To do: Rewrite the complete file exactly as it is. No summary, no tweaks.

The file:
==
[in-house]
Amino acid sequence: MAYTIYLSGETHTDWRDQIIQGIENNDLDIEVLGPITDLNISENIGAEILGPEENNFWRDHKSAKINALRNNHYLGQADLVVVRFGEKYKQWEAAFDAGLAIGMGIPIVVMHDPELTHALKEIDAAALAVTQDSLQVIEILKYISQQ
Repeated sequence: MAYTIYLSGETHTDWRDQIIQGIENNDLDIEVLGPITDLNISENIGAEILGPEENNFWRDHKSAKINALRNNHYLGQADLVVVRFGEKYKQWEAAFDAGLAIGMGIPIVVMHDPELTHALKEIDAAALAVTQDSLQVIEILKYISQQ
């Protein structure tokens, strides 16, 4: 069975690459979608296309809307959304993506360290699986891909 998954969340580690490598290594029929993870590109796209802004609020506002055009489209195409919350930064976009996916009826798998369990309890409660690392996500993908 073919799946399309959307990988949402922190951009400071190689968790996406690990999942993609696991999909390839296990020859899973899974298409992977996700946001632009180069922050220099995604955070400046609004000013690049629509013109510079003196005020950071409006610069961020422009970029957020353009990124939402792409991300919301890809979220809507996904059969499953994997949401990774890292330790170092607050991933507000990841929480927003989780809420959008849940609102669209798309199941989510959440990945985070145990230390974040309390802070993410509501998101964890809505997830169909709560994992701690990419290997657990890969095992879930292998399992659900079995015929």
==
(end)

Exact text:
[in-house]
Amino acid sequence: MAYTIYLSGETHTDWRDQIIQGIENNDLDIEVLGPITDLNISENIGAEILGPEENNFWRDHKSAKINALRNNHYLGQADLVVVRFGEKYKQWEAAFDAGLAIGMGIPIVVMHDPELTHALKEIDAAALAVTQDSLQVIEILKYISQQ
Repeated sequence: MAYTIYLSGETHTDWRDQIIQGIENNDLDIEVLGPITDLNISENIGAEILGPEENNFWRDHKSAKINALRNNHYLGQADLVVVRFGEKYKQWEAAFDAGLAIGMGIPIVVMHDPELTHALKEIDAAALAVTQDSLQVIEILKYISQQ
């Protein structure tokens, strides 16, 4: 069975690459979608296309809307959304993506360290699986891909 998954969340580690490598290594029929993870590109796209802004609020506002055009489209195409919350930064976009996916009826798998369990309890409660690392996500993908 073919799946399309959307990988949402922190951009400071190689968790996406690990999942993609696991999909390839296990020859899973899974298409992977996700946001632009180069922050220099995604955070400046609004000013690049629509013109510079003196005020950071409006610069961020422009970029957020353009990124939402792409991300919301890809979220809507996904059969499953994997949401990774890292330790170092607050991933507000990841929480927003989780809420959008849940609102669209798309199941989510959440990945985070145990230390974040309390802070993410509501998101964890809505997830169909709560994992701690990419290997657990890969095992879930292998399992659900079995015929």